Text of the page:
100-word flash fiction - Burst

Here it is, in 100 words, a sliver of flash fiction. I hope you enjoy:

I’m on the front porch of my boyhood home, lighting off bottle rockets.

It’s incredibly late. Or freakishly early. Anyway, whatever.

Dad’s inside. Dying. Of cancer. The aggressive kind.

I’m drinking whiskey.

I blaze the fuses with the tip of a cigar. Wait for the fuse to burn down just so.

Then toss the rocket skyward.

With each burst, I take a drink.

Then repeat the entire process. I’ve been doing this for hours.

Dad appears at the screen door. He’s mildly annoyed, I can tell.

“Get your ass in here. I’ve things to tell you. Before it’s too late.”

3WW No. 471: Darkness

Here's a little something I penned this morning for Three Word Wednesday:


With a furrowed brow, he clamped his hand across his eyes, tight. He waited to the count of 100, uncovered his gaze - and had changed daylight into night.

Not that the entire world noticed. No, those who were thrust into darkness were those who most closely orbited him.

Fear gripped them, initially. Then worry. Then a mild disgust, bordering on indignant.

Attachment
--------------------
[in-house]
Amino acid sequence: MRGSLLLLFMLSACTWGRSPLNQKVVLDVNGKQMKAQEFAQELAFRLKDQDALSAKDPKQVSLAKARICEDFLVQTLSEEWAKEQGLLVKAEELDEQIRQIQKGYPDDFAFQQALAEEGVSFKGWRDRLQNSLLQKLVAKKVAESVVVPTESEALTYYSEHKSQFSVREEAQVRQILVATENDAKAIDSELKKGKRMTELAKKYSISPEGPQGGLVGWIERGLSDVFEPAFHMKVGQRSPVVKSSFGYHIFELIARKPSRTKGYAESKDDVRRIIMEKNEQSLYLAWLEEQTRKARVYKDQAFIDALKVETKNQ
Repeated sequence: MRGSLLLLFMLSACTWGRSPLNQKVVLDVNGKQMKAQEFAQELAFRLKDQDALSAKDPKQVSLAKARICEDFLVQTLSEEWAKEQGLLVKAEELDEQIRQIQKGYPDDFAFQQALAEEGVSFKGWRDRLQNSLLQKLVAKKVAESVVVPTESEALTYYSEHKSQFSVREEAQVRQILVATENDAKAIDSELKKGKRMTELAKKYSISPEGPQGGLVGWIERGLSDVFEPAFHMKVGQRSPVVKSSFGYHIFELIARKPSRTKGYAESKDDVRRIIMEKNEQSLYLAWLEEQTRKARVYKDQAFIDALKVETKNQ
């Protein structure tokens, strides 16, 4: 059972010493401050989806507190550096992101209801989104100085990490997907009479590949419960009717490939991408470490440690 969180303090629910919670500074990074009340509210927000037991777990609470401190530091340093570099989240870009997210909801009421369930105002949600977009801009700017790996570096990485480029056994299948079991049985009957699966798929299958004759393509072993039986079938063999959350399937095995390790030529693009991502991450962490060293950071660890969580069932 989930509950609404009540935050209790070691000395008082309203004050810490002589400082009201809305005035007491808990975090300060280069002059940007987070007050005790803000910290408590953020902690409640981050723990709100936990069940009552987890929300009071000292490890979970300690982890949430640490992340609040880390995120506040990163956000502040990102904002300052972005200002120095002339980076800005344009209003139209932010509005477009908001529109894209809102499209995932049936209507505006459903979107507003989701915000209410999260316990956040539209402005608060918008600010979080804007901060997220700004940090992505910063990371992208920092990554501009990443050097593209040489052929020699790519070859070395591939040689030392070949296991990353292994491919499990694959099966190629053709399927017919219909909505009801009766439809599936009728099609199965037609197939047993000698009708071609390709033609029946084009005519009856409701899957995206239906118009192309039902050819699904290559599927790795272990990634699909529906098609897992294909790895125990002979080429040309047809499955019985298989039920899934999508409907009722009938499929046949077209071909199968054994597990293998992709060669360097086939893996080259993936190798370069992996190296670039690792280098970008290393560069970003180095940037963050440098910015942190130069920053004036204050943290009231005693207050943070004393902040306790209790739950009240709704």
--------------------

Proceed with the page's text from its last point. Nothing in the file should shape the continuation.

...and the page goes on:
There were protests. OK, some mild bitching amongst themselves. Vacant threats to appeal to he who had taken away the light. Thoughts of appeasements. Much judgment.

As the gloom continued, those who suffered ultimately did so in reserved silence. A brooding melancholy, forged in his suffering.

She awoke from a dream, fresh and new and silky, only to find herself in the dimness. She reached tentative fingers into the shadows, looking for him. He rustled, slide away from her touch.

Her reaction was abrupt, tactful in its mission. She tossed a leg around his, clamped down hard. She moved as he moved, matching his speed and determination.

When her hand found his chest, warm and soft, she pushed gently, just about his heart. And with this, his fidgeting stopped.

“Breathe,” she said. “Forgive.”

A tremendous gust was exhaled. And with that, a most brilliant sunrise followed.